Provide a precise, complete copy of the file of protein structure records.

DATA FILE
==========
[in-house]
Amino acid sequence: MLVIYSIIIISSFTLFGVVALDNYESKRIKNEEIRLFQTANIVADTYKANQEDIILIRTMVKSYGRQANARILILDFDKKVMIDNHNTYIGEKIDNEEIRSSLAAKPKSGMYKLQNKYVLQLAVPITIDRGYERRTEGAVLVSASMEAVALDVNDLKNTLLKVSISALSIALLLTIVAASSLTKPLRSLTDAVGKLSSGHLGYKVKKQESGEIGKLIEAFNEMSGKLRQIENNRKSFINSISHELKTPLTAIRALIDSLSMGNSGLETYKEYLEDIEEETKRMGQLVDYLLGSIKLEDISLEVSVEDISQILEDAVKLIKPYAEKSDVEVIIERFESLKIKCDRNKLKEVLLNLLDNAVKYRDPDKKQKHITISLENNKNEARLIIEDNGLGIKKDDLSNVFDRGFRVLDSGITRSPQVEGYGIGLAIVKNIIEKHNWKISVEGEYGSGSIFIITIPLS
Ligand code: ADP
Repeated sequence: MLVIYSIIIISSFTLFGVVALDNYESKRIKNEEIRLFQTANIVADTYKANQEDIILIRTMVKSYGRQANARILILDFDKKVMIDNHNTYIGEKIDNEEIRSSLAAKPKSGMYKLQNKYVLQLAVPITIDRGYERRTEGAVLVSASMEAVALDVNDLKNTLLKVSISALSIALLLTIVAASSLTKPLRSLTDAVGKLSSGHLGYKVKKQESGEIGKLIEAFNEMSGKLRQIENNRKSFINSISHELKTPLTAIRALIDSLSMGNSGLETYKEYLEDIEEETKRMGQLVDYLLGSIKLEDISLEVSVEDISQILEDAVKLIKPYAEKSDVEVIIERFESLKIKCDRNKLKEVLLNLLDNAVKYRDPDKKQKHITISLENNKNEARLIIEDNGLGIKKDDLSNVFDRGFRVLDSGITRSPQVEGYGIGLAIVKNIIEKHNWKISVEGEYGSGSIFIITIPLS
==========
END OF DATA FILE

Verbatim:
[in-house]
Amino acid sequence: MLVIYSIIIISSFTLFGVVALDNYESKRIKNEEIRLFQTANIVADTYKANQEDIILIRTMVKSYGRQANARILILDFDKKVMIDNHNTYIGEKIDNEEIRSSLAAKPKSGMYKLQNKYVLQLAVPITIDRGYERRTEGAVLVSASMEAVALDVNDLKNTLLKVSISALSIALLLTIVAASSLTKPLRSLTDAVGKLSSGHLGYKVKKQESGEIGKLIEAFNEMSGKLRQIENNRKSFINSISHELKTPLTAIRALIDSLSMGNSGLETYKEYLEDIEEETKRMGQLVDYLLGSIKLEDISLEVSVEDISQILEDAVKLIKPYAEKSDVEVIIERFESLKIKCDRNKLKEVLLNLLDNAVKYRDPDKKQKHITISLENNKNEARLIIEDNGLGIKKDDLSNVFDRGFRVLDSGITRSPQVEGYGIGLAIVKNIIEKHNWKISVEGEYGSGSIFIITIPLS
Ligand code: ADP
Repeated sequence: MLVIYSIIIISSFTLFGVVALDNYESKRIKNEEIRLFQTANIVADTYKANQEDIILIRTMVKSYGRQANARILILDFDKKVMIDNHNTYIGEKIDNEEIRSSLAAKPKSGMYKLQNKYVLQLAVPITIDRGYERRTEGAVLVSASMEAVALDVNDLKNTLLKVSISALSIALLLTIVAASSLTKPLRSLTDAVGKLSSGHLGYKVKKQESGEIGKLIEAFNEMSGKLRQIENNRKSFINSISHELKTPLTAIRALIDSLSMGNSGLETYKEYLEDIEEETKRMGQLVDYLLGSIKLEDISLEVSVEDISQILEDAVKLIKPYAEKSDVEVIIERFESLKIKCDRNKLKEVLLNLLDNAVKYRDPDKKQKHITISLENNKNEARLIIEDNGLGIKKDDLSNVFDRGFRVLDSGITRSPQVEGYGIGLAIVKNIIEKHNWKISVEGEYGSGSIFIITIPLS